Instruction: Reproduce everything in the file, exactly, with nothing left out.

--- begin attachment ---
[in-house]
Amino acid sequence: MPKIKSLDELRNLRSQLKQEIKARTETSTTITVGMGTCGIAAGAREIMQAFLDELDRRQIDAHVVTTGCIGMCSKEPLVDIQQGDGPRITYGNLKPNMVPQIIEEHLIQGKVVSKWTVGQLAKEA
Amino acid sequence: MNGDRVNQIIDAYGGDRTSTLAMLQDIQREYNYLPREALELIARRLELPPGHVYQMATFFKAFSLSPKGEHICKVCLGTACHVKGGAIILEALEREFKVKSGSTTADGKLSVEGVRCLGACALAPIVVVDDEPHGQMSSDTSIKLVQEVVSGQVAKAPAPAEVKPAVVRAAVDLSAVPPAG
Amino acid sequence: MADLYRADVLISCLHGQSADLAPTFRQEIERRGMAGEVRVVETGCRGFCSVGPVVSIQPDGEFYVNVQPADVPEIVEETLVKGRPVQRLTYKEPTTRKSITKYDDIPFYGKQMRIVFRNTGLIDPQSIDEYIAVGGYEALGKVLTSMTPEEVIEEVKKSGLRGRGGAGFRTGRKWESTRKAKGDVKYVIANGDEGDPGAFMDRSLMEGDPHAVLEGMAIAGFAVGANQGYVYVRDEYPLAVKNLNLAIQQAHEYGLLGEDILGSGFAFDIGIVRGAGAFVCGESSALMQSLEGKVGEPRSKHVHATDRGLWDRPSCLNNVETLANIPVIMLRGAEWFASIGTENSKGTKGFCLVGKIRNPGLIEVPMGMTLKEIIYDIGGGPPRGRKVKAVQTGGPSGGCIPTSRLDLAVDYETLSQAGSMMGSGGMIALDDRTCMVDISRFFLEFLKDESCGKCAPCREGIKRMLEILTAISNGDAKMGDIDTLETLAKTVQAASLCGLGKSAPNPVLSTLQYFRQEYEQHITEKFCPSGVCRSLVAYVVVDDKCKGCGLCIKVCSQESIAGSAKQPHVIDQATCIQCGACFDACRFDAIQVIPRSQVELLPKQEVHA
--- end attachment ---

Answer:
[in-house]
Amino acid sequence: MPKIKSLDELRNLRSQLKQEIKARTETSTTITVGMGTCGIAAGAREIMQAFLDELDRRQIDAHVVTTGCIGMCSKEPLVDIQQGDGPRITYGNLKPNMVPQIIEEHLIQGKVVSKWTVGQLAKEA
Amino acid sequence: MNGDRVNQIIDAYGGDRTSTLAMLQDIQREYNYLPREALELIARRLELPPGHVYQMATFFKAFSLSPKGEHICKVCLGTACHVKGGAIILEALEREFKVKSGSTTADGKLSVEGVRCLGACALAPIVVVDDEPHGQMSSDTSIKLVQEVVSGQVAKAPAPAEVKPAVVRAAVDLSAVPPAG
Amino acid sequence: MADLYRADVLISCLHGQSADLAPTFRQEIERRGMAGEVRVVETGCRGFCSVGPVVSIQPDGEFYVNVQPADVPEIVEETLVKGRPVQRLTYKEPTTRKSITKYDDIPFYGKQMRIVFRNTGLIDPQSIDEYIAVGGYEALGKVLTSMTPEEVIEEVKKSGLRGRGGAGFRTGRKWESTRKAKGDVKYVIANGDEGDPGAFMDRSLMEGDPHAVLEGMAIAGFAVGANQGYVYVRDEYPLAVKNLNLAIQQAHEYGLLGEDILGSGFAFDIGIVRGAGAFVCGESSALMQSLEGKVGEPRSKHVHATDRGLWDRPSCLNNVETLANIPVIMLRGAEWFASIGTENSKGTKGFCLVGKIRNPGLIEVPMGMTLKEIIYDIGGGPPRGRKVKAVQTGGPSGGCIPTSRLDLAVDYETLSQAGSMMGSGGMIALDDRTCMVDISRFFLEFLKDESCGKCAPCREGIKRMLEILTAISNGDAKMGDIDTLETLAKTVQAASLCGLGKSAPNPVLSTLQYFRQEYEQHITEKFCPSGVCRSLVAYVVVDDKCKGCGLCIKVCSQESIAGSAKQPHVIDQATCIQCGACFDACRFDAIQVIPRSQVELLPKQEVHA